My friends laughed out loud. My own parents declared me insane. Kyle’s jaw dropped and his eyes opened wide as he said… “awwwesome.”
I had decided that I was going to create homemade dumplings and there was no convincing me otherwise. I thought that making veggie dumplings was going to be the most quaint and wonderful thing. . . until I actually made them. One by one, I placed a minuscule amount of filling in the center of a tiny won ton wrapper and then, one by one, I sealed and pinched them together. They were difficult, delicate, and nearly bored me to tears. And then one by one, they started to fall apart.
No worries, this is not a sad tale. There is a light at the end of this tunnel of noodle monotony, because they did, in fact, work out. On more than one occasion, I successfully made delicious dumplings. All I’m saying is, it takes some practice. I present to you the first time (and second time) I made dumplings.
Spinach and Tofu Dumplings
According to my browser, I first bookmarked this recipe from Food & Wine at 2:00 PM on January 21, 2008. I have wanted to make homemade dumplings for three years! A few weeks ago, I went for it. It was pretty easy to make the filling, but folding the dumplings proved challenging.
I followed the directions for sealing the dumplings, but even with water it was difficult to get the edges to stick together. I think I also overstuffed the first round of dumplings, so some of the edges tore when I folded them. I think the main reason I was having trouble was that the dice on the tofu was too large, and the cubes were a tough shape to fit into the miniature wrappers. About halfway through, I decided to mash the tofu into the spinach filling, which made things a lot easier.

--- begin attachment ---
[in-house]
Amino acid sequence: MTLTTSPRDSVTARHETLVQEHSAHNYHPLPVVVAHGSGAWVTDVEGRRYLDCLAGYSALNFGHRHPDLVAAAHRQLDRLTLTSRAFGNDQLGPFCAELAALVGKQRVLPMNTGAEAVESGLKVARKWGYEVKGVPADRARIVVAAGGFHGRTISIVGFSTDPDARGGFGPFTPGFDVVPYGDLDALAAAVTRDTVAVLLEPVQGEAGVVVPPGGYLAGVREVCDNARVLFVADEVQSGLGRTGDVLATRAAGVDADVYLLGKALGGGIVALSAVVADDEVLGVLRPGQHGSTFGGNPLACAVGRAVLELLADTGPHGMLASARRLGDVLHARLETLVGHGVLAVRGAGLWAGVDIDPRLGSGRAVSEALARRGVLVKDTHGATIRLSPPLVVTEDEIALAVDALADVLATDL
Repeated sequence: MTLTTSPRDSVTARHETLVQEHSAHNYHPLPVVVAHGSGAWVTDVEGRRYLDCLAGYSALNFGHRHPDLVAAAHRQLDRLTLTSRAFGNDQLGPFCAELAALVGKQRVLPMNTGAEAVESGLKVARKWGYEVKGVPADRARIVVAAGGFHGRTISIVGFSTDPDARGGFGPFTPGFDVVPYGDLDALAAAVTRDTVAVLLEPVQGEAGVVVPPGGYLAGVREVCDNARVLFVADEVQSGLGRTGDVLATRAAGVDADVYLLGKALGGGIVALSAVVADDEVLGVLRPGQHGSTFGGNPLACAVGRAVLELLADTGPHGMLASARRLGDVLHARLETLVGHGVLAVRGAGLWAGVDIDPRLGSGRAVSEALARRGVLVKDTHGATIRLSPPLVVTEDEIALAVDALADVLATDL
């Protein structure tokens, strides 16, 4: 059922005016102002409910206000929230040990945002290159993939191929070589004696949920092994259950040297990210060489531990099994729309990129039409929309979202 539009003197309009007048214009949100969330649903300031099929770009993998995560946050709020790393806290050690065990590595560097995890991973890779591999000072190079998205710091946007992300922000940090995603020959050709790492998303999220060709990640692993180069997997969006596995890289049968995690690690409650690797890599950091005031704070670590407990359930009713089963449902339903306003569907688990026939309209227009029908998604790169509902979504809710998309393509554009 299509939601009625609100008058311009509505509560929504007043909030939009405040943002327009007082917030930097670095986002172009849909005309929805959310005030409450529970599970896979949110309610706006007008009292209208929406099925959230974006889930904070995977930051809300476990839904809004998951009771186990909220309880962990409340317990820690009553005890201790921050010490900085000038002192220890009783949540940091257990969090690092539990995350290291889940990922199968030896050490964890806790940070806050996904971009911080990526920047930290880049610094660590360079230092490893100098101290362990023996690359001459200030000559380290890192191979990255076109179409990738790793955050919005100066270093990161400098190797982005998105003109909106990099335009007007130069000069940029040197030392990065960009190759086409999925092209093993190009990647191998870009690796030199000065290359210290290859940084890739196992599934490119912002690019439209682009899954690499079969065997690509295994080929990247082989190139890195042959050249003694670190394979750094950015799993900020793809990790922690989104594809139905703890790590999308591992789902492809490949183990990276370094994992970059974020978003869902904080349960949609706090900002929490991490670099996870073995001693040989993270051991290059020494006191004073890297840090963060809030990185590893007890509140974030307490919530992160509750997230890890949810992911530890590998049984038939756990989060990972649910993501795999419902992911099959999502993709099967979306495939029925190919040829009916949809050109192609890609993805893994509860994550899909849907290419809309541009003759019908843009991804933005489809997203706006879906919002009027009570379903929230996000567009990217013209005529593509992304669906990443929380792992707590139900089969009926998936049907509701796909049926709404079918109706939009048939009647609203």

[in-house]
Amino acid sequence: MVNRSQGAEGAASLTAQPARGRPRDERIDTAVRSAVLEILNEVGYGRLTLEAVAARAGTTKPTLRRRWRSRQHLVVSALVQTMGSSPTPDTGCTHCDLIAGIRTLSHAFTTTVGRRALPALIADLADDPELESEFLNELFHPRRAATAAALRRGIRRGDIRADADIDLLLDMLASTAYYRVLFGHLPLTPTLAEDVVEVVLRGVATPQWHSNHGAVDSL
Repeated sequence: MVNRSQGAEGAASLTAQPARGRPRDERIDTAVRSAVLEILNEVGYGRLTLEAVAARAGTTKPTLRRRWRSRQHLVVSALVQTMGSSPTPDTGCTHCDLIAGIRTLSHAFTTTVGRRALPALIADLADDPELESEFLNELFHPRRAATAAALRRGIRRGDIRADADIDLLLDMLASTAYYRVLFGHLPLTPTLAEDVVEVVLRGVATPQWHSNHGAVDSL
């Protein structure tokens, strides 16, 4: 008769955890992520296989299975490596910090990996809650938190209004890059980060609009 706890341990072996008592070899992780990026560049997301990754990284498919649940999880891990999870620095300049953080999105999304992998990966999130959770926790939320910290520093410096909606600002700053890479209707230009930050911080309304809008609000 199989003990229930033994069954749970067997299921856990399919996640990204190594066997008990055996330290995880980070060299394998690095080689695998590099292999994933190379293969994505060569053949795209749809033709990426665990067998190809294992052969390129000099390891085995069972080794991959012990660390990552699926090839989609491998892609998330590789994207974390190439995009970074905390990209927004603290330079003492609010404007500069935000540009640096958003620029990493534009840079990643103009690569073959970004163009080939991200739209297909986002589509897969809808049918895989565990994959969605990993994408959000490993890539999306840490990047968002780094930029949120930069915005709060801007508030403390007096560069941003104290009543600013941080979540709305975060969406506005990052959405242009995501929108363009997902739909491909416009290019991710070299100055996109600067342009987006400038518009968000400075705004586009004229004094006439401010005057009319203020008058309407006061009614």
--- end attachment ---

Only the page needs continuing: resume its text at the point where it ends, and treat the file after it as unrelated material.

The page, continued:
When all the dumplings were stuffed and sealed, I popped them into a large pot of boiling water, and then removed them with a slotted spoon to a colander, and finally to a wax paper lined baking sheet. A little messy, but not too bad, right?
Unfortunately, not all of the dumplings made it.
But man did they taste good cold, with a little soy sauce, over a salad the next day. As for the hot dumplings that didn’t fall apart, I served them with TJ’s Gyoza Dipping Sauce as an appetizer before stir-fry.
So what happened to the dumplings that exploded in the pot?
Not a pretty sight, but they did serve as inspiration for my next attempt at dumplings: hot and sour vegetable won ton soup.
Recipe coming soon!